Any debate on "when to marry" boils down to this: individual growth.
What will make us better people, marrying "early" (in our 20's) or waiting until our 30's so that we can pursue individual goals and personal attainment?
Many have and will argue that a person should spend his 20's going to college, traveling the world and "learning who he is". This is one form of individual growth. This idea has been growing in popularity for 50 years or so. Granted, it was done before then, but it was not nearly as prevalent. It certainly seems like a great idea. Doesn't a person need to know who he is before he can give of himself in marriage? Doesn't he have to develop the skills and traits that are essential to a happy and successful marriage? Besides, why rush into it? There is plenty of time for the "hassles" of marriage and family.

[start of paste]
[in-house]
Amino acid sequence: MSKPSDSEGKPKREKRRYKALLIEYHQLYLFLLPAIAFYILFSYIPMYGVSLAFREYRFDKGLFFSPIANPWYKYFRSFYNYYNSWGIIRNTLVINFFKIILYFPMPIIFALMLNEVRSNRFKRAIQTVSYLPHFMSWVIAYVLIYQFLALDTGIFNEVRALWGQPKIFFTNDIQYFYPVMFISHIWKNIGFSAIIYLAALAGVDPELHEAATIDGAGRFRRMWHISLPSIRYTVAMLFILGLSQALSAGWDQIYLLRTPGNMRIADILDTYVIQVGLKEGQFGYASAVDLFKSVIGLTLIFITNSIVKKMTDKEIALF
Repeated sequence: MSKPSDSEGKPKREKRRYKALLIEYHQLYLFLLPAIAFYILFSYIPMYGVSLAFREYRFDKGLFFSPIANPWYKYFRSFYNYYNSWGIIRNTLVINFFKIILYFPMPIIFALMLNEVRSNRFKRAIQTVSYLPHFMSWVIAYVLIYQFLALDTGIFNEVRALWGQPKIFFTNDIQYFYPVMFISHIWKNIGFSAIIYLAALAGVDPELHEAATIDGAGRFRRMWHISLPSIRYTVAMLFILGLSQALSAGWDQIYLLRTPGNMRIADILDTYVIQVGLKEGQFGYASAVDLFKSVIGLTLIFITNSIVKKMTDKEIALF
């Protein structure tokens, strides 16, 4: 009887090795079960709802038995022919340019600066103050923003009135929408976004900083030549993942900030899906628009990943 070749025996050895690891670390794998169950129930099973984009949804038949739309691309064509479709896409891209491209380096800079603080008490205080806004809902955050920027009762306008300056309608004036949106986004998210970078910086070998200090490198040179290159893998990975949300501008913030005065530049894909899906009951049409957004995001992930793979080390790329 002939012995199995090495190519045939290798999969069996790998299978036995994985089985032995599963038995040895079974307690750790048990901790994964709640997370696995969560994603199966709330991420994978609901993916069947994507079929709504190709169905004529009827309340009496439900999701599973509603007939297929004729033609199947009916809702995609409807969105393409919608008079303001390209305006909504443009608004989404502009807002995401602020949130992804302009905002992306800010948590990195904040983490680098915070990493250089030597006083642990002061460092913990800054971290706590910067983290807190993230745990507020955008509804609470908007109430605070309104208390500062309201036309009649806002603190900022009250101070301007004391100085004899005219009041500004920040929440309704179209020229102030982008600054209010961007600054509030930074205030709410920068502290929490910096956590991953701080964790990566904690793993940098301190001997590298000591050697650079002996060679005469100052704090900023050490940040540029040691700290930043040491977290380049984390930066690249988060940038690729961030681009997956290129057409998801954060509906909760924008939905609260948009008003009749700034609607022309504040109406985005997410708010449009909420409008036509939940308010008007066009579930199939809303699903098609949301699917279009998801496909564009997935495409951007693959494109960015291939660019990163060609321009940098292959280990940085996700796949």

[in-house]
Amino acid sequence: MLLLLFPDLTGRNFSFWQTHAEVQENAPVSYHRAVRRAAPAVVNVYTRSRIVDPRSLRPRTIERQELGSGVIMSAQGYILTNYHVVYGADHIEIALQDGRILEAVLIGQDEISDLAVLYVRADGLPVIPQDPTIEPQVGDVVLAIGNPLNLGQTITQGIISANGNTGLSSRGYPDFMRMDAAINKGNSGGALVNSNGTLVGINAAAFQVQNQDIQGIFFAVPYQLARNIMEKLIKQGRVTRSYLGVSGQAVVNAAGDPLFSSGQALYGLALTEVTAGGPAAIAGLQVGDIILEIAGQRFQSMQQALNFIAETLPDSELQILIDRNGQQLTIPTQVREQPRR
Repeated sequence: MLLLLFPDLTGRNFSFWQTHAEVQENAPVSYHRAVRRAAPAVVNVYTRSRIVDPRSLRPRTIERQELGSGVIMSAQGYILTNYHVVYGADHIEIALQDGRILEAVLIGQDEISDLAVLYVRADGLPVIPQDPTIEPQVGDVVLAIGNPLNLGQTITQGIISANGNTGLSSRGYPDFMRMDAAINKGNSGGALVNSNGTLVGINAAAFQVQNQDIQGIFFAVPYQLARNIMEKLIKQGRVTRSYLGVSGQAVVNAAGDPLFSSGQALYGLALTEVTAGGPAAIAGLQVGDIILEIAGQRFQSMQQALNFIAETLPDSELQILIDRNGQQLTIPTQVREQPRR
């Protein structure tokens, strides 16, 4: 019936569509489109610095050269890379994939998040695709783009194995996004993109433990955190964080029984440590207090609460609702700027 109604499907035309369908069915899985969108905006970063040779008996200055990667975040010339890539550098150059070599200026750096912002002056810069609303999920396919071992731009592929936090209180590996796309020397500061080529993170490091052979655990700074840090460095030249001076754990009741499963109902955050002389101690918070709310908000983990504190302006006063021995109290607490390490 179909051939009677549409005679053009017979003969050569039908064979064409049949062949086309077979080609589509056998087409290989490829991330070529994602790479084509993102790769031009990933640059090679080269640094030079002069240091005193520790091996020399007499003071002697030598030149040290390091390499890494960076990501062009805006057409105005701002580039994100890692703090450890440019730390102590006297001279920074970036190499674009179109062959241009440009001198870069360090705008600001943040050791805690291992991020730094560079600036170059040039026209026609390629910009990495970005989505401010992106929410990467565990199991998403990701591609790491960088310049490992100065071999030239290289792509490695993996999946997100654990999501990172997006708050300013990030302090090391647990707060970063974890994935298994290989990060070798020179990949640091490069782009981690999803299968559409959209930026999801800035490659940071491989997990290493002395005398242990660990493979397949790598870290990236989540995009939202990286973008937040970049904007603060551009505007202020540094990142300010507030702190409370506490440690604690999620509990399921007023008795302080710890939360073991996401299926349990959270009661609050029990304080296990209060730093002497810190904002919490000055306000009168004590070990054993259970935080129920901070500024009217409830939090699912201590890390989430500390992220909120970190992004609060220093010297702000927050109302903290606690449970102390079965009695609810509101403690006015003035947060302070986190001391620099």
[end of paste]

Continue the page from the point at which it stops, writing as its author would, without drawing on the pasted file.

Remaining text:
I don't agree.
The philosophies of "learning who I am" and "experiencing the world" are like the New York Mets. It looks good on paper, but they always disappoint. (Present conditions notwithstanding)
To understand, you have to think about what kind of people we want to become, and how do we get there?
If "individual growth" means becoming nicer, more considerate of others, firm in your convictions, willing to stand up for what is right, constantly learning, and caring about the well-being of others, I say the best way to get these characteristics is to marry and start a family. Why? Take a look at some of the "best" men the world has known. Their commonality is in their service to others.
"Finding yourself" in Europe is all about yourself. The entire philosophy of waiting to marry is based on ones self.
It is inherently selfish.
Selfishness does not a great man make. Striving for a happy marriage and raising happy children is about giving of ones self. It is about serving others. It takes sacrifice. It requires love and devotion. It means subjugating your own wants and sometimes even your needs so that others are cared for. It's hard. It's not very fun most of the time. But oh is it rewarding. When he gives of himself, a man ends up "finding" himself.